The Good Food for All project will expand and support the SNAP/EBT program at the Ajo Farmers Market, design and implement standard practices, provide training on EBT for market vendors and volunteers meeting the needs of SNAP-clients in a poor rural area.
  43. Council on the Environment, Inc. (GrowNYC) – Branding and Advertising to Boost SNAP Sales at Greenmarket
    New York, NY
    Choice Neighborhood
    Estimated Federal Funding: $186,335
    GrowNYC will create a branding and advertising campaign that promotes SNAP acceptance at Greenmarkets throughout the city and purchase marketing materials, such as banners, flyers, canopies, etc., based on the campaign.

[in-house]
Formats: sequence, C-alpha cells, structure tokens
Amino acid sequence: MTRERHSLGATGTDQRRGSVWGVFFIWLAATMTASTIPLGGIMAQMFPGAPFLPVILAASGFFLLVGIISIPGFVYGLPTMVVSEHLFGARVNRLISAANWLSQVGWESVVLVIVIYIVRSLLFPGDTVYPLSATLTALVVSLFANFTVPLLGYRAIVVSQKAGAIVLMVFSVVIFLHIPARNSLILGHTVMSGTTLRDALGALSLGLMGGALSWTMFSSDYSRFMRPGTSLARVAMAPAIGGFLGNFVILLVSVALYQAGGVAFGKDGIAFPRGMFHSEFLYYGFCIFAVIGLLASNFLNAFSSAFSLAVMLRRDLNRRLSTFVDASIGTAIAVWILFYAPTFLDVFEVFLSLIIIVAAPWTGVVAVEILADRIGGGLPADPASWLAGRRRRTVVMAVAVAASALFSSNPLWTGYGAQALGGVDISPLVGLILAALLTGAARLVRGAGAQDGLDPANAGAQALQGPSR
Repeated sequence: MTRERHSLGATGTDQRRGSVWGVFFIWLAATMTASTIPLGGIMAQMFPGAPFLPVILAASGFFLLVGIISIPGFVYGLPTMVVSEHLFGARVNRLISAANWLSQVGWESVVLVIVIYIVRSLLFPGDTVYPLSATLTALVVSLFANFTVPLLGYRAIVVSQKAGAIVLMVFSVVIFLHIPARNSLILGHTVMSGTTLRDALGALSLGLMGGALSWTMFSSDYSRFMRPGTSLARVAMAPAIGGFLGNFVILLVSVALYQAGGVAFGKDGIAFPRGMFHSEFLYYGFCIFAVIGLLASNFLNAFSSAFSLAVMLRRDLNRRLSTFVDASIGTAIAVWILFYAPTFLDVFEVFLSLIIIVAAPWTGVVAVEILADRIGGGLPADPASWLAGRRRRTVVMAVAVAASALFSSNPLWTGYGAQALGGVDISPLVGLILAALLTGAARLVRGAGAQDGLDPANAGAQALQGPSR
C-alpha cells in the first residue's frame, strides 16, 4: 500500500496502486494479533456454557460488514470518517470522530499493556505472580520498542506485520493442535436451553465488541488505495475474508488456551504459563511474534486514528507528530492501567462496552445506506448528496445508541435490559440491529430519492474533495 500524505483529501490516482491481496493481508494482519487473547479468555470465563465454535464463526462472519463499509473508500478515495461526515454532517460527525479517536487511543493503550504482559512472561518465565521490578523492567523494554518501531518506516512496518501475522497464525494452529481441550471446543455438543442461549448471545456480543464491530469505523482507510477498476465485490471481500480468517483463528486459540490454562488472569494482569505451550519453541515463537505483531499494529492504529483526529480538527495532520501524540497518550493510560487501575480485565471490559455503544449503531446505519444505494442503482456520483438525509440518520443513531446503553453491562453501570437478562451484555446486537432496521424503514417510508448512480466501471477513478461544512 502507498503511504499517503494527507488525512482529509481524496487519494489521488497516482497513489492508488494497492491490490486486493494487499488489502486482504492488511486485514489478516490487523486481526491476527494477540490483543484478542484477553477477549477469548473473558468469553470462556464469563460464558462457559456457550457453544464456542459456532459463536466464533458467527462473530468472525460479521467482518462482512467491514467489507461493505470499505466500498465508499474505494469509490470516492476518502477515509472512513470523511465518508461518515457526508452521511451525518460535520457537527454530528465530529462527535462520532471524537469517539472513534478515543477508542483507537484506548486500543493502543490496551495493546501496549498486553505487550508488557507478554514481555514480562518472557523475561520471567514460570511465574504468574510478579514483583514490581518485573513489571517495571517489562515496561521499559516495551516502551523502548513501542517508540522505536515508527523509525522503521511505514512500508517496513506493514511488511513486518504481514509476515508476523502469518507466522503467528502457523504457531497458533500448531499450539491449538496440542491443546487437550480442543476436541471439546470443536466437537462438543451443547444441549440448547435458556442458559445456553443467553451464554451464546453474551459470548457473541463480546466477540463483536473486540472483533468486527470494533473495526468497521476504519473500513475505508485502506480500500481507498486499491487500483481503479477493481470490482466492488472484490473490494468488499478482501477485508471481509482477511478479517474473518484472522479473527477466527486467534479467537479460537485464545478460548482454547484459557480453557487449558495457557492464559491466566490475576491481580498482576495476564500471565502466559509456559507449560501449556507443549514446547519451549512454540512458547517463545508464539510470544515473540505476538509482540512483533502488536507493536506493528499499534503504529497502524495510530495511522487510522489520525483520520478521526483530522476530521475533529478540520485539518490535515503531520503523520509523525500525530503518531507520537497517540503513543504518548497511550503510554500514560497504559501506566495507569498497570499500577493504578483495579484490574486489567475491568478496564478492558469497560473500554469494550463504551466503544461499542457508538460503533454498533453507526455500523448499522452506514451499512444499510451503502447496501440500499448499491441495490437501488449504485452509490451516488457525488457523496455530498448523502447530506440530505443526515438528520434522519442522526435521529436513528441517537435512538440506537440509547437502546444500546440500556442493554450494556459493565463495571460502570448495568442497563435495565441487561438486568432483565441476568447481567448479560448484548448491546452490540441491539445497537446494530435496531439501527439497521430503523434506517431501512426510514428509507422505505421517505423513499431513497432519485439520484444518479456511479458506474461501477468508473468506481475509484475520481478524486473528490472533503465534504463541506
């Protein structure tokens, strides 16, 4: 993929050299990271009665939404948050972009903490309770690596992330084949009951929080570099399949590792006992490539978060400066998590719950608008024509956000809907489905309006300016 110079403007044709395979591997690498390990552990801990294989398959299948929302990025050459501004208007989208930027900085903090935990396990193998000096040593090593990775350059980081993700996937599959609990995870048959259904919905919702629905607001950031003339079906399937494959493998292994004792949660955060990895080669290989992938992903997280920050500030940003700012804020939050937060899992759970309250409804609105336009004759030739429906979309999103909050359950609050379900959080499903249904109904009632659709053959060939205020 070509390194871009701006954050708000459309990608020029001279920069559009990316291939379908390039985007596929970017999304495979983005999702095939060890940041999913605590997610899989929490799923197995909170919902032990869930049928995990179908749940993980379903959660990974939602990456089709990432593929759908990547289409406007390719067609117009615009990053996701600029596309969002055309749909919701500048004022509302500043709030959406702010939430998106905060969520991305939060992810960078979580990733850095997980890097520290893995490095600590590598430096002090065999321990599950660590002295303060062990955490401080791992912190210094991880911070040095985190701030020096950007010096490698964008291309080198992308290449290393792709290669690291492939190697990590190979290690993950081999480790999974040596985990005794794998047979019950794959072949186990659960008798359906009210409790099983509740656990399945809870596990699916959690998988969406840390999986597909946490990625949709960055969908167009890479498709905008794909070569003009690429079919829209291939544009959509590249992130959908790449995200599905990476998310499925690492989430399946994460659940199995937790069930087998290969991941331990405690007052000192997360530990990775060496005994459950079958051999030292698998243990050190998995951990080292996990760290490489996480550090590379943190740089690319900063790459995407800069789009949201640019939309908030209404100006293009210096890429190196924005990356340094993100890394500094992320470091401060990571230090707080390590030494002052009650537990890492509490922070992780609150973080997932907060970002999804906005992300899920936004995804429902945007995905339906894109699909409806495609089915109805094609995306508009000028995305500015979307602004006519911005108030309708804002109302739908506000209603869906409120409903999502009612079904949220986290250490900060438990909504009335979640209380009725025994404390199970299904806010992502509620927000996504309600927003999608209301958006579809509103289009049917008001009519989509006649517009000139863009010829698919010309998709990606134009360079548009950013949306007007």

44. The Gleaning Network of Texas (GROW North Texas) – Expanding SNAP at Farmers Markets in Dallas
    Dallas, TX
    Strike Force State
    Estimated Federal Funding: $230,230
    The Gleaning Network of Texas will use FMSSG funds to hire market staff for four seasonal markets to run SNAP programs, provide technical EBT assistance to farmers, purchase SNAP tokens, and implement and outreach plan.
  45. Corporation for Findlay Market – Get Fresh With Us
    Cincinnati, OH
    Choice Neighborhood
    Estimated Federal Funding: $37,932
    Get Fresh With Us will use funds to train interns to help manage EBT operations at farmers markets, provide community outreach for SNAP at farmers markets, give market tours for SNAP-clients, develop and distribute SNAP outreach materials, and hold cooking demonstrations at markets in the area.